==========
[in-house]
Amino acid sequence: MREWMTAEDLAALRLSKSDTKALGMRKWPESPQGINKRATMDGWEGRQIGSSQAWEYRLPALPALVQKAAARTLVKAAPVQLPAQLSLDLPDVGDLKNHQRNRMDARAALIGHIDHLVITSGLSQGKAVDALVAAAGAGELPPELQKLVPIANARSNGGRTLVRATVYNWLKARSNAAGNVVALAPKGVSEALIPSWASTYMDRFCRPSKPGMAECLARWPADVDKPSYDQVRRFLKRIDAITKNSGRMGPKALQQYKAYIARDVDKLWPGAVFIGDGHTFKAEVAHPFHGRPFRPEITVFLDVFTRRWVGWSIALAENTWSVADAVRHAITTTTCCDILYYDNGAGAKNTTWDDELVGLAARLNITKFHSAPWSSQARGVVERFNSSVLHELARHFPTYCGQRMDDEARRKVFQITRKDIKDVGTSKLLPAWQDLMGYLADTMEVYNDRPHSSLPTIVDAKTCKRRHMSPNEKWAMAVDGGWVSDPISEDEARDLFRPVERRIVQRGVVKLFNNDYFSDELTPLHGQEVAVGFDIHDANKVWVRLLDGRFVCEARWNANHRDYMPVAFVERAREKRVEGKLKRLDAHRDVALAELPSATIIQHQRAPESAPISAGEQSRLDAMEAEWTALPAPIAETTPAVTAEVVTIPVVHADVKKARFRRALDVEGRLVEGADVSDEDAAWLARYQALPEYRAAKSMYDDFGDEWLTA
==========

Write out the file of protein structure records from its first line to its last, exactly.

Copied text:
[in-house]
Amino acid sequence: MREWMTAEDLAALRLSKSDTKALGMRKWPESPQGINKRATMDGWEGRQIGSSQAWEYRLPALPALVQKAAARTLVKAAPVQLPAQLSLDLPDVGDLKNHQRNRMDARAALIGHIDHLVITSGLSQGKAVDALVAAAGAGELPPELQKLVPIANARSNGGRTLVRATVYNWLKARSNAAGNVVALAPKGVSEALIPSWASTYMDRFCRPSKPGMAECLARWPADVDKPSYDQVRRFLKRIDAITKNSGRMGPKALQQYKAYIARDVDKLWPGAVFIGDGHTFKAEVAHPFHGRPFRPEITVFLDVFTRRWVGWSIALAENTWSVADAVRHAITTTTCCDILYYDNGAGAKNTTWDDELVGLAARLNITKFHSAPWSSQARGVVERFNSSVLHELARHFPTYCGQRMDDEARRKVFQITRKDIKDVGTSKLLPAWQDLMGYLADTMEVYNDRPHSSLPTIVDAKTCKRRHMSPNEKWAMAVDGGWVSDPISEDEARDLFRPVERRIVQRGVVKLFNNDYFSDELTPLHGQEVAVGFDIHDANKVWVRLLDGRFVCEARWNANHRDYMPVAFVERAREKRVEGKLKRLDAHRDVALAELPSATIIQHQRAPESAPISAGEQSRLDAMEAEWTALPAPIAETTPAVTAEVVTIPVVHADVKKARFRRALDVEGRLVEGADVSDEDAAWLARYQALPEYRAAKSMYDDFGDEWLTA